Bonn, Germany
April 8, 2009

Intervention by the United States of America
Jonathan Pershing, Deputy Special Envoy for Climate Change

Thank you very much. We appreciated the opportunity to engage with other delegates on these important issues. We also appreciate the very warm welcome our new team has been given here.

We have received many creative and constructive ideas from a wide range of delegations these past two weeks, and we appreciate the extensive interaction that we have had with Parties and groups over the last two weeks.

As the news of the imminent disintegration of the Wilkins Ice Sheet this week underscores, the issue demands that we act urgently and effectively. The UN process is central to our effort – this process is incredibly important.

We will go back to our capital with much new information and many insights to inform our own thinking as we more fully develop the United States position.

I have been impressed by the energy and depth of thinking that delegates have brought to developing and articulating their positions.

I have also been impressed by the sheer number of significant issues on the table. This is as it should be – since we aim at no less than a transformation in the way we manage our energy and land.

We have a responsibility – collectively and individually as Parties – to be pragmatic both in the substantive positions we take in and the way we organize ourselves going forward.

There is a wide range of views among Parties on basic issues, and it is our hope that June will be a time when views start to converge.

But time is short, and we must reach agreement in Copenhagen. We must be pragmatic, because it does not seem clear that we will be able to manage these issues if we wait until Copenhagen to find areas of commonality.

Being pragmatic does not mean we should take a lowest common denominator approach.

Quite the contrary: a Copenhagen outcome should stimulate all countries to aspire to do everything they are able to now and in the future – to take the actions that are compatible with their national circumstances and levels of development.

And, happily, countries are acting. We should seek to narrow what our Mexican colleague termed the other day the differences between de facto actions on the ground and de jure approaches in these halls.

In addition, we should work to achieve agreement in Copenhagen that sets into place a regime that inspires action rather than caution. The issue demands it.

The United States will be working intensively at home to develop our positions so that we can participate fully and constructively in June and later meetings, and we look forward to engaging with Parties to achieve an outcome that does what the science and our publics demand.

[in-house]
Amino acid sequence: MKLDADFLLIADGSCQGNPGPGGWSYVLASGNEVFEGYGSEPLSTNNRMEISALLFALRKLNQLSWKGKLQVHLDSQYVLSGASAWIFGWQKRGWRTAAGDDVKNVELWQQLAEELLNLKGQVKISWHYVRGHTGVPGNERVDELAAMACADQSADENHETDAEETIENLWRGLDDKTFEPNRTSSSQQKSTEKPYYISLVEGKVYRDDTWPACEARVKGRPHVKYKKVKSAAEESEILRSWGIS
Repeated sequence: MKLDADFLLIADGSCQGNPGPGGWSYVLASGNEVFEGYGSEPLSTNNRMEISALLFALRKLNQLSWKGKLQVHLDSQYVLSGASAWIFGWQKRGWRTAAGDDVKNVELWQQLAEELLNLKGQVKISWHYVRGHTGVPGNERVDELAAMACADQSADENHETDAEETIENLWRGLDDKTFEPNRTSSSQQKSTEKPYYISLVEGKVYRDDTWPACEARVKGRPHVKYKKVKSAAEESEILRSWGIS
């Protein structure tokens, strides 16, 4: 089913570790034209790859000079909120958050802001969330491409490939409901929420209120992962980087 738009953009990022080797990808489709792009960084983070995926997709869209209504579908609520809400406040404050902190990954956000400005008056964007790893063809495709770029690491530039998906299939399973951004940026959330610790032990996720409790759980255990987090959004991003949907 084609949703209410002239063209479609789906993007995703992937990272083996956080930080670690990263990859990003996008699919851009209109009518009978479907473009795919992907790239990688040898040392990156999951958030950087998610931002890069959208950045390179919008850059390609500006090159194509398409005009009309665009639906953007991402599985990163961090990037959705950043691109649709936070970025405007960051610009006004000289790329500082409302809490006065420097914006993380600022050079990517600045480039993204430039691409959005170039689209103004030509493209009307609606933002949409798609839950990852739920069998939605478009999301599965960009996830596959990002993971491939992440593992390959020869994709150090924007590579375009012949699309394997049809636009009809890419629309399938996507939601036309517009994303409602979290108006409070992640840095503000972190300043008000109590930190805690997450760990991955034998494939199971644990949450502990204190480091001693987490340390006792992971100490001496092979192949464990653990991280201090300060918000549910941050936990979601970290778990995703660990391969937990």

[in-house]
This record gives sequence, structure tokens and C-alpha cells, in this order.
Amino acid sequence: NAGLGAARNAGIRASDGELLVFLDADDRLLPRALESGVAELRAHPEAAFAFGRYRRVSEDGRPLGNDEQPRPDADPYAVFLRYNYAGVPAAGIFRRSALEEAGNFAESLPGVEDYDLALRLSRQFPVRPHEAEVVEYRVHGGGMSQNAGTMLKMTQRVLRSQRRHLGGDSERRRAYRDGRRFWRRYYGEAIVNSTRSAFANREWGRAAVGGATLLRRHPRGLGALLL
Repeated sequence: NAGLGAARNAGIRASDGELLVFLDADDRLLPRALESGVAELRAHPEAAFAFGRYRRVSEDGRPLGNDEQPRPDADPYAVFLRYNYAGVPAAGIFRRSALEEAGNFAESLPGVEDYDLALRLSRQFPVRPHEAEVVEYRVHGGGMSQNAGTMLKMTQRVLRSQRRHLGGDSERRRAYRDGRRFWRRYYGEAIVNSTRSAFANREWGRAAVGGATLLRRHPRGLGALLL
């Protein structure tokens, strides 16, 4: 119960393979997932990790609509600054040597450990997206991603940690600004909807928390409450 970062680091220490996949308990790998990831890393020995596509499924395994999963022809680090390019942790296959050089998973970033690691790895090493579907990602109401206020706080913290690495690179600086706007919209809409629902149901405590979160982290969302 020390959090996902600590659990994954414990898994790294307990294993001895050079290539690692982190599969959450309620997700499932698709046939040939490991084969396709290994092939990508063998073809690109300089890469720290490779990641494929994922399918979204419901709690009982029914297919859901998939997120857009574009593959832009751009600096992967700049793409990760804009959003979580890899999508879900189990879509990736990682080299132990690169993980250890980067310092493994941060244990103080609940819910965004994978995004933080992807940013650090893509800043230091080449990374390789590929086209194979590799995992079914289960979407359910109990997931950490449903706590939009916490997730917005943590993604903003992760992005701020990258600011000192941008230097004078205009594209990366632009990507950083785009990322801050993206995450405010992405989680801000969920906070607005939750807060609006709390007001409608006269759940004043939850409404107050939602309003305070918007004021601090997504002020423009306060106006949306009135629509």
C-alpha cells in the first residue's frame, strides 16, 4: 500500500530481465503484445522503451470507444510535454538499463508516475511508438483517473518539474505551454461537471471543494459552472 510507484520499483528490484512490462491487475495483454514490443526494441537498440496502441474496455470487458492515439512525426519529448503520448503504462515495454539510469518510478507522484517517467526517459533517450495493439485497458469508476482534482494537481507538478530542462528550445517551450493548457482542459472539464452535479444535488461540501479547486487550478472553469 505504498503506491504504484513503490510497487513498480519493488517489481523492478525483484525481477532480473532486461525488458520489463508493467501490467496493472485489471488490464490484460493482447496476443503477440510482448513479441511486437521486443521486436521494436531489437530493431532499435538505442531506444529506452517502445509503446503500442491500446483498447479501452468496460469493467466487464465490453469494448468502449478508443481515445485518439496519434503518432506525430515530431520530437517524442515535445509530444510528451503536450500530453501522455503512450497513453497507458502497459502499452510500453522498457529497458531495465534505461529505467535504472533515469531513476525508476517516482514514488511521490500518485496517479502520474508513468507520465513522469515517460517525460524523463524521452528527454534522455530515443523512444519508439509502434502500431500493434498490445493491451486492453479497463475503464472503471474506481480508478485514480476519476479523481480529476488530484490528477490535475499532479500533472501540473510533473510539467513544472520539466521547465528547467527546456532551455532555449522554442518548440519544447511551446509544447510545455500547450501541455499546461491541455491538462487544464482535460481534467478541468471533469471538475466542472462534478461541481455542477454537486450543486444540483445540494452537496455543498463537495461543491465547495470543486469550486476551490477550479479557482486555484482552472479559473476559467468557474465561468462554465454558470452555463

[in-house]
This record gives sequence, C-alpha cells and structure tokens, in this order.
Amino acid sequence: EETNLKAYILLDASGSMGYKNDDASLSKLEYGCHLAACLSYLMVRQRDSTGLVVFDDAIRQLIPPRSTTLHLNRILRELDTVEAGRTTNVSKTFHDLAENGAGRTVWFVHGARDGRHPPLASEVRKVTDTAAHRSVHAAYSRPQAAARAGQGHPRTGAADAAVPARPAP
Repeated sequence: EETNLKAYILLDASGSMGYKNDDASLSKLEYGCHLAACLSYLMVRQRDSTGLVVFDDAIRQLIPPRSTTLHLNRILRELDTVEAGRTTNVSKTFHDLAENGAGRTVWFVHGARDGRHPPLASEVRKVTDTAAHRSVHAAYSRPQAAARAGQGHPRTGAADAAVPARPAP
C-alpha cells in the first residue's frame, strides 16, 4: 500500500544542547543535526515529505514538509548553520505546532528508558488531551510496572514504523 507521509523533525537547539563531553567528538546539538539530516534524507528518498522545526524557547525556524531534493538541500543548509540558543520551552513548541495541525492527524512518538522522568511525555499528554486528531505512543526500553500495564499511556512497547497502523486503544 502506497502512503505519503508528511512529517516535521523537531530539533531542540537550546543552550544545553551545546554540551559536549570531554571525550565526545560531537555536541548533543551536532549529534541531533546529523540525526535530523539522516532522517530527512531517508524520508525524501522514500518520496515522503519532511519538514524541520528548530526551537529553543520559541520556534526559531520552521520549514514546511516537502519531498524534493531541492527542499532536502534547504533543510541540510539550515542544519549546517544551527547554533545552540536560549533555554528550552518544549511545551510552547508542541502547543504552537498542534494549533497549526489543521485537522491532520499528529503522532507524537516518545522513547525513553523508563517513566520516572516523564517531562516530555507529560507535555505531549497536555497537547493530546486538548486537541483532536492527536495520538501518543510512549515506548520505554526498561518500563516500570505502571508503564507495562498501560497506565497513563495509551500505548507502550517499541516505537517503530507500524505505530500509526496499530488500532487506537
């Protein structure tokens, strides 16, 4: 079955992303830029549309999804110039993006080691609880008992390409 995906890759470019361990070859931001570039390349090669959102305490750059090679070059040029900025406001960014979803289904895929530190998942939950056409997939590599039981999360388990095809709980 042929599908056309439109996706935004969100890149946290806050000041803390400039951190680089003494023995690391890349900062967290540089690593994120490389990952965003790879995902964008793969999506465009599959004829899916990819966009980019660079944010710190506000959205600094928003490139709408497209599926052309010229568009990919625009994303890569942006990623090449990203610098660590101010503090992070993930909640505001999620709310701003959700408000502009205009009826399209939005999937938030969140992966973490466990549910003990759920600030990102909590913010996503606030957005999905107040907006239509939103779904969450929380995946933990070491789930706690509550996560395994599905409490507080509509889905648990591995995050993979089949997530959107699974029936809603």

We see this effort as essential for both developed and developing countries.

We heard many useful suggestions about how to characterize commitments for us and other developed countries.

As our presentation in the mitigation workshop noted, the United States will be taking a whole range of actions to further the climate effort; at the core of our effort we seek an economy-wide cap-and-trade system that will establish a mandatory target through the year 2050, when emissions will be reduced by 80%.

We also heard a number of interesting ideas about the financial architecture. It is clear that the financial architecture must reflect the needs and views of our developing country partners.

Given the scale of the challenge, it is clear that private sources of investment will have to play a huge role alongside public finance. Carbon markets will be an important part of that.

Adaptation too must address immediate and urgent needs while putting in place a framework and structures to facilitate a coherent approach to adaptation by a wide range of actors. We do see convergence on some important issues.

Mr. Chair, my colleagues, there will certainly be disagreements along the way, but we must find the common ground. This must be the year that we create history; where all nations come together to safeguard the planet for future generations.

The U.S. is fully committed to reaching an agreement in Copenhagen, and the U.S. delegation is looking forward to spending the rest of this year working with you all to achieve that goal.